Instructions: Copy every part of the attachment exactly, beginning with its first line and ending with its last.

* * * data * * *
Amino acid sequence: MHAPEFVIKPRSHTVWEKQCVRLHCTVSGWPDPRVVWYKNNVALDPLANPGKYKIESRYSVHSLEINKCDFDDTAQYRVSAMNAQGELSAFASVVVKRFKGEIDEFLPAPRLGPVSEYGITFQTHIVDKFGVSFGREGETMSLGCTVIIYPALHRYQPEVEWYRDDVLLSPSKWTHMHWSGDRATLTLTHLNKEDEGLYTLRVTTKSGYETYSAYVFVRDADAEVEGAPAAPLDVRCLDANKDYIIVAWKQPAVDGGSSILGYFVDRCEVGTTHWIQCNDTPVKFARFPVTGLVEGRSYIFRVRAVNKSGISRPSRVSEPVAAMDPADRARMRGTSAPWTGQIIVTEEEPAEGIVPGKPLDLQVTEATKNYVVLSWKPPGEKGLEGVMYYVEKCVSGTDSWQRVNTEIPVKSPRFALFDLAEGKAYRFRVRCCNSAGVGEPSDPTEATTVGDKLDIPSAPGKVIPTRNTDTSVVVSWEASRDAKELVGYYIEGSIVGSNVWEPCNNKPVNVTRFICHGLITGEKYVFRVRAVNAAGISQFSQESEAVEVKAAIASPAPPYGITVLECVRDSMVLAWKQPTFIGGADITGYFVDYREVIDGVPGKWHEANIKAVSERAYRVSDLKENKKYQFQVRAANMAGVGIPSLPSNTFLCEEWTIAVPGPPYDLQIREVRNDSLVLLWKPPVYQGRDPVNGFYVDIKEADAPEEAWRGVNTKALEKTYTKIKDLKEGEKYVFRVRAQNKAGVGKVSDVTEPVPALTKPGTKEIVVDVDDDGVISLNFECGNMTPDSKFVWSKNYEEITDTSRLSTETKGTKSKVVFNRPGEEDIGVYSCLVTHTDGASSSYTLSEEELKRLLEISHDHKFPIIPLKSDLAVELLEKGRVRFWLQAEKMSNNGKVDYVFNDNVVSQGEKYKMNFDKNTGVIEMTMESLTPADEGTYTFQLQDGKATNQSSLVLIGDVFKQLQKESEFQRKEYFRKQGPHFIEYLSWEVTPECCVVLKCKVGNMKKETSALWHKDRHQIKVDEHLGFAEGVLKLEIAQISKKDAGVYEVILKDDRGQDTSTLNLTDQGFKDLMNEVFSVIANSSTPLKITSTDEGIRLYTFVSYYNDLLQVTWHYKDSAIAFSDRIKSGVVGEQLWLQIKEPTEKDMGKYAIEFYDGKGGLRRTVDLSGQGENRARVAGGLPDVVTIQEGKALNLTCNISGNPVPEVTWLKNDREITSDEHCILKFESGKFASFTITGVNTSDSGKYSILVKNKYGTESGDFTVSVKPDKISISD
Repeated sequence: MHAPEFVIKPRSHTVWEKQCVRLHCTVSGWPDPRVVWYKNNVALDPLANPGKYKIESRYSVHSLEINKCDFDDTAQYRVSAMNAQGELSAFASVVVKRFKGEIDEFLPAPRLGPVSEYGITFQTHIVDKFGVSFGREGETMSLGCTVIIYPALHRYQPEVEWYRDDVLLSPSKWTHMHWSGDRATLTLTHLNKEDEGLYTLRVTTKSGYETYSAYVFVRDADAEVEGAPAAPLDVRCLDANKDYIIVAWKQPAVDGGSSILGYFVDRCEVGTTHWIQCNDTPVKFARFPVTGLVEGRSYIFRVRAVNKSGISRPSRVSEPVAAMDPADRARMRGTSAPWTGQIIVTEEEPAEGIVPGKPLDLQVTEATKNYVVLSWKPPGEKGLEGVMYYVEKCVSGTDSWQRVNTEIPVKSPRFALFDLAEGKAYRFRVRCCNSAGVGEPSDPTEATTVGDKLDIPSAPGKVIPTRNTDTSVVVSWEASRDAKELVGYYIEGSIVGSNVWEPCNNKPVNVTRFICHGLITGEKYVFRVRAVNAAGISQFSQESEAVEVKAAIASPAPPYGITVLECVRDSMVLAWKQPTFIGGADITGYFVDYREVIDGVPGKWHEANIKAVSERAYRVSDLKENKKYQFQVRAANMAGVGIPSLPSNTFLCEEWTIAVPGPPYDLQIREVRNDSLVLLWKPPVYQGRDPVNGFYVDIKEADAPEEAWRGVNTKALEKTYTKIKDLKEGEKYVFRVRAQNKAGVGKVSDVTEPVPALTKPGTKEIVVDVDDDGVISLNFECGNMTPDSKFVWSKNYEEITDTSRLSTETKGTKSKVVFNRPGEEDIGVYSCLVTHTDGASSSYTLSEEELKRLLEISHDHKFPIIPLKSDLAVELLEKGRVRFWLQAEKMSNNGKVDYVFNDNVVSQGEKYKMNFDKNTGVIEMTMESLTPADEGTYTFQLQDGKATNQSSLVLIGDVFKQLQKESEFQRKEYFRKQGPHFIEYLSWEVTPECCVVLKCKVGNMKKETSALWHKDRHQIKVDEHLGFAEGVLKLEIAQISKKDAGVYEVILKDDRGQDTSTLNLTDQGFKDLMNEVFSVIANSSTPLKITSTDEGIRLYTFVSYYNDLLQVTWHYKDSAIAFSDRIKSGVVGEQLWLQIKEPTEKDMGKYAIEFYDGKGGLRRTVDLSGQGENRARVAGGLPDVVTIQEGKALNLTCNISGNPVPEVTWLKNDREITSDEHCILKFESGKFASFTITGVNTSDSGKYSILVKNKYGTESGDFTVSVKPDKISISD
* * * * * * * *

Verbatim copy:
Amino acid sequence: MHAPEFVIKPRSHTVWEKQCVRLHCTVSGWPDPRVVWYKNNVALDPLANPGKYKIESRYSVHSLEINKCDFDDTAQYRVSAMNAQGELSAFASVVVKRFKGEIDEFLPAPRLGPVSEYGITFQTHIVDKFGVSFGREGETMSLGCTVIIYPALHRYQPEVEWYRDDVLLSPSKWTHMHWSGDRATLTLTHLNKEDEGLYTLRVTTKSGYETYSAYVFVRDADAEVEGAPAAPLDVRCLDANKDYIIVAWKQPAVDGGSSILGYFVDRCEVGTTHWIQCNDTPVKFARFPVTGLVEGRSYIFRVRAVNKSGISRPSRVSEPVAAMDPADRARMRGTSAPWTGQIIVTEEEPAEGIVPGKPLDLQVTEATKNYVVLSWKPPGEKGLEGVMYYVEKCVSGTDSWQRVNTEIPVKSPRFALFDLAEGKAYRFRVRCCNSAGVGEPSDPTEATTVGDKLDIPSAPGKVIPTRNTDTSVVVSWEASRDAKELVGYYIEGSIVGSNVWEPCNNKPVNVTRFICHGLITGEKYVFRVRAVNAAGISQFSQESEAVEVKAAIASPAPPYGITVLECVRDSMVLAWKQPTFIGGADITGYFVDYREVIDGVPGKWHEANIKAVSERAYRVSDLKENKKYQFQVRAANMAGVGIPSLPSNTFLCEEWTIAVPGPPYDLQIREVRNDSLVLLWKPPVYQGRDPVNGFYVDIKEADAPEEAWRGVNTKALEKTYTKIKDLKEGEKYVFRVRAQNKAGVGKVSDVTEPVPALTKPGTKEIVVDVDDDGVISLNFECGNMTPDSKFVWSKNYEEITDTSRLSTETKGTKSKVVFNRPGEEDIGVYSCLVTHTDGASSSYTLSEEELKRLLEISHDHKFPIIPLKSDLAVELLEKGRVRFWLQAEKMSNNGKVDYVFNDNVVSQGEKYKMNFDKNTGVIEMTMESLTPADEGTYTFQLQDGKATNQSSLVLIGDVFKQLQKESEFQRKEYFRKQGPHFIEYLSWEVTPECCVVLKCKVGNMKKETSALWHKDRHQIKVDEHLGFAEGVLKLEIAQISKKDAGVYEVILKDDRGQDTSTLNLTDQGFKDLMNEVFSVIANSSTPLKITSTDEGIRLYTFVSYYNDLLQVTWHYKDSAIAFSDRIKSGVVGEQLWLQIKEPTEKDMGKYAIEFYDGKGGLRRTVDLSGQGENRARVAGGLPDVVTIQEGKALNLTCNISGNPVPEVTWLKNDREITSDEHCILKFESGKFASFTITGVNTSDSGKYSILVKNKYGTESGDFTVSVKPDKISISD
Repeated sequence: MHAPEFVIKPRSHTVWEKQCVRLHCTVSGWPDPRVVWYKNNVALDPLANPGKYKIESRYSVHSLEINKCDFDDTAQYRVSAMNAQGELSAFASVVVKRFKGEIDEFLPAPRLGPVSEYGITFQTHIVDKFGVSFGREGETMSLGCTVIIYPALHRYQPEVEWYRDDVLLSPSKWTHMHWSGDRATLTLTHLNKEDEGLYTLRVTTKSGYETYSAYVFVRDADAEVEGAPAAPLDVRCLDANKDYIIVAWKQPAVDGGSSILGYFVDRCEVGTTHWIQCNDTPVKFARFPVTGLVEGRSYIFRVRAVNKSGISRPSRVSEPVAAMDPADRARMRGTSAPWTGQIIVTEEEPAEGIVPGKPLDLQVTEATKNYVVLSWKPPGEKGLEGVMYYVEKCVSGTDSWQRVNTEIPVKSPRFALFDLAEGKAYRFRVRCCNSAGVGEPSDPTEATTVGDKLDIPSAPGKVIPTRNTDTSVVVSWEASRDAKELVGYYIEGSIVGSNVWEPCNNKPVNVTRFICHGLITGEKYVFRVRAVNAAGISQFSQESEAVEVKAAIASPAPPYGITVLECVRDSMVLAWKQPTFIGGADITGYFVDYREVIDGVPGKWHEANIKAVSERAYRVSDLKENKKYQFQVRAANMAGVGIPSLPSNTFLCEEWTIAVPGPPYDLQIREVRNDSLVLLWKPPVYQGRDPVNGFYVDIKEADAPEEAWRGVNTKALEKTYTKIKDLKEGEKYVFRVRAQNKAGVGKVSDVTEPVPALTKPGTKEIVVDVDDDGVISLNFECGNMTPDSKFVWSKNYEEITDTSRLSTETKGTKSKVVFNRPGEEDIGVYSCLVTHTDGASSSYTLSEEELKRLLEISHDHKFPIIPLKSDLAVELLEKGRVRFWLQAEKMSNNGKVDYVFNDNVVSQGEKYKMNFDKNTGVIEMTMESLTPADEGTYTFQLQDGKATNQSSLVLIGDVFKQLQKESEFQRKEYFRKQGPHFIEYLSWEVTPECCVVLKCKVGNMKKETSALWHKDRHQIKVDEHLGFAEGVLKLEIAQISKKDAGVYEVILKDDRGQDTSTLNLTDQGFKDLMNEVFSVIANSSTPLKITSTDEGIRLYTFVSYYNDLLQVTWHYKDSAIAFSDRIKSGVVGEQLWLQIKEPTEKDMGKYAIEFYDGKGGLRRTVDLSGQGENRARVAGGLPDVVTIQEGKALNLTCNISGNPVPEVTWLKNDREITSDEHCILKFESGKFASFTITGVNTSDSGKYSILVKNKYGTESGDFTVSVKPDKISISD